At Hawaiian Financial Federal Credit Union, we are committed to protecting our members’ financial security and helping them grow their retirement savings. Join us on March 11 and March 28 at the INPAC Wealth Solutions headquarters, 1001 Bishop St, Ste 2300, for a free retirement workshop led by INPAC Wealth Solutions’ very own principal wealth advisor, Troy Wada. Troy will explain the various expenses you should account for during retirement, as well as the market cycles and inflation rates that could influence them. He will also share strategies for maximizing your savings by devising ambitious but attainable goals. If you are interested in attending either date, please RSVP with Carey at (808) 784-4006 or e-mail carey@greamplanlive.com.  We hope to see you there!

With hundreds of millions of dollars in assets and over 60,000 members across Hawaii, Hawaiian Financial Federal Credit Union is one of the leading financial institutions in the state, with a reputation for combining personalized service with technologically advanced personal banking solutions. Learn more about our broad array of services online, follow us on FacebookTwitter, and Instagram for news and updates, or call (808) 832-8700 on Oahu or toll-free at (800) 272-5255 with any questions.

 

3 Ways Your Tax Refund Can Build or Improve a Line of Credit

Loving couple paying bills online at homeYou’re expecting a significant tax refund this year. It may be tempting to splurge it all. But if you’ve been thinking about buying a first home or financing a car, those extra funds can help improve your chances of getting a line of credit. Here are several savvy tips for using your refund to make it happen.

 

  1. Pay Down Balance

A line of credit is issued to an individual by a credit union or other lender that allows borrowing up to a designated amount. Because the line of credit must eventually be paid back, you can use your tax refund to pay down the balance. If you’re trying to secure a new line of credit, paying down existing credit card debt and other financial obligations may help boost your credit score. This can improve your chances of being approved for the line of credit.

  1. Apply For a Secured Card

Another way to up your chances of receiving or maintaining a line of credit is through responsible credit card management. A secured card is another way you can use your tax refund. You can use the funds to put a deposit on the card. When you make consistent payments each month, you’re establishing a good debt management record, which can increase your credit score over time. When you apply for a line of credit, lenders will take this into consideration during the approval decision process.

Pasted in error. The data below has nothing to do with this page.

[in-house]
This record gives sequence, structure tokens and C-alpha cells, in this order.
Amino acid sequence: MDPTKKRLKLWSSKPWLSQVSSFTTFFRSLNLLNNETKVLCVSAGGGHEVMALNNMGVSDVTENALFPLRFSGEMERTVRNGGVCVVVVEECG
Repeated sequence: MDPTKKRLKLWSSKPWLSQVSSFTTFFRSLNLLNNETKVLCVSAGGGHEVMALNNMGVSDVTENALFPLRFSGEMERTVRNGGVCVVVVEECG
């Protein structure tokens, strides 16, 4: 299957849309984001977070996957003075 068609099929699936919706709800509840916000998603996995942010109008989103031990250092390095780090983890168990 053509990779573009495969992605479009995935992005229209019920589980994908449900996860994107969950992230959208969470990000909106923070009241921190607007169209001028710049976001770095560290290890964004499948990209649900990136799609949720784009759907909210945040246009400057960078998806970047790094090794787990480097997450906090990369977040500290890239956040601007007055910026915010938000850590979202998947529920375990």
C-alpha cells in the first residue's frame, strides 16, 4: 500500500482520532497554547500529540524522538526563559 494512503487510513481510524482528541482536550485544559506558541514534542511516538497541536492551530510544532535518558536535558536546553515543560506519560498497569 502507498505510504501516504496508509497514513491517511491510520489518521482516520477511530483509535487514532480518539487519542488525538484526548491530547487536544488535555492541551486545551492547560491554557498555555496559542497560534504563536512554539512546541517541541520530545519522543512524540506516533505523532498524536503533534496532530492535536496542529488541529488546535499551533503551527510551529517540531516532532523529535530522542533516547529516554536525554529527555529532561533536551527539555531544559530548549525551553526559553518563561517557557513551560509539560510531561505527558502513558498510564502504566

1. Pay Off Existing Line

If you currently have a line of credit, your tax refund may be enough to pay down the entire balance. Credit unions and other lenders will typically be more inclined to approve you for another line in the future if you’ve demonstrated responsible financial behavior with a prior line of credit. Depending on your situation, you may even qualify for a higher amount should you need the funds for a home renovation or other financial priority.

 

 

With hundreds of millions of dollars in assets and over 60,000 members across Hawaii, Hawaiian Financial Federal Credit Union is one of the leading financial institutions in the state, with a reputation for combining personalized service with technologically advanced personal banking solutions. Learn more about our broad array of services online, follow us on Facebook, Twitter, and Instagram for news and updates, or call (808) 832-8700 on Oahu or toll-free at (800) 272-5255 with any questions.

Lower Your Home Mortgage Rate With These 3 Tips

lowermortgage.jpgHomeownership is a dream of many people. However, this dream comes with the cold, hard reality of a monthly mortgage payment, including interest. Keeping mortgage rates manageable is a key factor in remaining financially stable after buying a new home. Here is how you can do just that.

  1. Increase Your Down Payment

The standard down payment for a home is usually 20% of the total cost, but in some cases, you may be able to provide much less than that. However, there are very good arguments for providing as large a down payment as you can manage. The bigger down payment, the less interest you’ll need to pay. Monthly payments will also be smaller when down payments are more substantial.

  1. Decrease the Loan Term

Many home loans come with a 30-year term. While this provides ample time for you to pay off your loan, it can also greatly increase costs. If possible, consider a shorter term, such as 10 or 15 years. Not only will you have your home paid off much quicker, you’ll also end up paying a lot less.

  1. Improve Your Credit Score

While there is no quick-fix to a fair or poor credit score, if you’re planning to buy a home sometime in the future you should take steps to improve your rating now. Your score is based on a number of factors, including the balance on your credit cards. Keep this figure to no more than 30% of the total credit limit, while also making sure you pay your bills on time each month.